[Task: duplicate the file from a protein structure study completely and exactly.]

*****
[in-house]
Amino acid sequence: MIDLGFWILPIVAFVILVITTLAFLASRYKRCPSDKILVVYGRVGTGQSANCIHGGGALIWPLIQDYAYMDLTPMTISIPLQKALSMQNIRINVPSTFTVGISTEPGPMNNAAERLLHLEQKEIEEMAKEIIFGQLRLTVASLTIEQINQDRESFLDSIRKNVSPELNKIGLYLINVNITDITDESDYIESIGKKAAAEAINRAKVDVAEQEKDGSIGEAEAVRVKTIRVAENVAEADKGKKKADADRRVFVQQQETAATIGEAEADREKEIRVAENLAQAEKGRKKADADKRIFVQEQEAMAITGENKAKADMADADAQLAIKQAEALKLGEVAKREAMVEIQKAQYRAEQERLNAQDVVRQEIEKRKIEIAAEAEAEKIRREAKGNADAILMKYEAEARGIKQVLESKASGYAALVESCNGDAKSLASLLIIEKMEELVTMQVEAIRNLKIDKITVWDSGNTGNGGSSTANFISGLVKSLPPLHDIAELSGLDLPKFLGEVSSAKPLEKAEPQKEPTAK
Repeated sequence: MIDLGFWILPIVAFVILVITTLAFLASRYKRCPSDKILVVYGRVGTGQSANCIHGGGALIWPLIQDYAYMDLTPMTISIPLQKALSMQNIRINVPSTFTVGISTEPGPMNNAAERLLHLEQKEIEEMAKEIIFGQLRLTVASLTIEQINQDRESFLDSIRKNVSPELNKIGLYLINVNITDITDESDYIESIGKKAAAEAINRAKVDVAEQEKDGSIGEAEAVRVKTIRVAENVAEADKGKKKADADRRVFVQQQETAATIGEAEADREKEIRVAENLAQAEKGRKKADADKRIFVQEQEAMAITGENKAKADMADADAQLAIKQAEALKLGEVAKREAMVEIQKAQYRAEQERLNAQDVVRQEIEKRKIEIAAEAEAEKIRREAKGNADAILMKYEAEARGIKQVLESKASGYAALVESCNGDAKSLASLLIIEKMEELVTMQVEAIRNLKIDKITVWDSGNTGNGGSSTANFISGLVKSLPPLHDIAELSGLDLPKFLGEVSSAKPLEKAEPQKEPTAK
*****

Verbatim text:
[in-house]
Amino acid sequence: MIDLGFWILPIVAFVILVITTLAFLASRYKRCPSDKILVVYGRVGTGQSANCIHGGGALIWPLIQDYAYMDLTPMTISIPLQKALSMQNIRINVPSTFTVGISTEPGPMNNAAERLLHLEQKEIEEMAKEIIFGQLRLTVASLTIEQINQDRESFLDSIRKNVSPELNKIGLYLINVNITDITDESDYIESIGKKAAAEAINRAKVDVAEQEKDGSIGEAEAVRVKTIRVAENVAEADKGKKKADADRRVFVQQQETAATIGEAEADREKEIRVAENLAQAEKGRKKADADKRIFVQEQEAMAITGENKAKADMADADAQLAIKQAEALKLGEVAKREAMVEIQKAQYRAEQERLNAQDVVRQEIEKRKIEIAAEAEAEKIRREAKGNADAILMKYEAEARGIKQVLESKASGYAALVESCNGDAKSLASLLIIEKMEELVTMQVEAIRNLKIDKITVWDSGNTGNGGSSTANFISGLVKSLPPLHDIAELSGLDLPKFLGEVSSAKPLEKAEPQKEPTAK
Repeated sequence: MIDLGFWILPIVAFVILVITTLAFLASRYKRCPSDKILVVYGRVGTGQSANCIHGGGALIWPLIQDYAYMDLTPMTISIPLQKALSMQNIRINVPSTFTVGISTEPGPMNNAAERLLHLEQKEIEEMAKEIIFGQLRLTVASLTIEQINQDRESFLDSIRKNVSPELNKIGLYLINVNITDITDESDYIESIGKKAAAEAINRAKVDVAEQEKDGSIGEAEAVRVKTIRVAENVAEADKGKKKADADRRVFVQQQETAATIGEAEADREKEIRVAENLAQAEKGRKKADADKRIFVQEQEAMAITGENKAKADMADADAQLAIKQAEALKLGEVAKREAMVEIQKAQYRAEQERLNAQDVVRQEIEKRKIEIAAEAEAEKIRREAKGNADAILMKYEAEARGIKQVLESKASGYAALVESCNGDAKSLASLLIIEKMEELVTMQVEAIRNLKIDKITVWDSGNTGNGGSSTANFISGLVKSLPPLHDIAELSGLDLPKFLGEVSSAKPLEKAEPQKEPTAK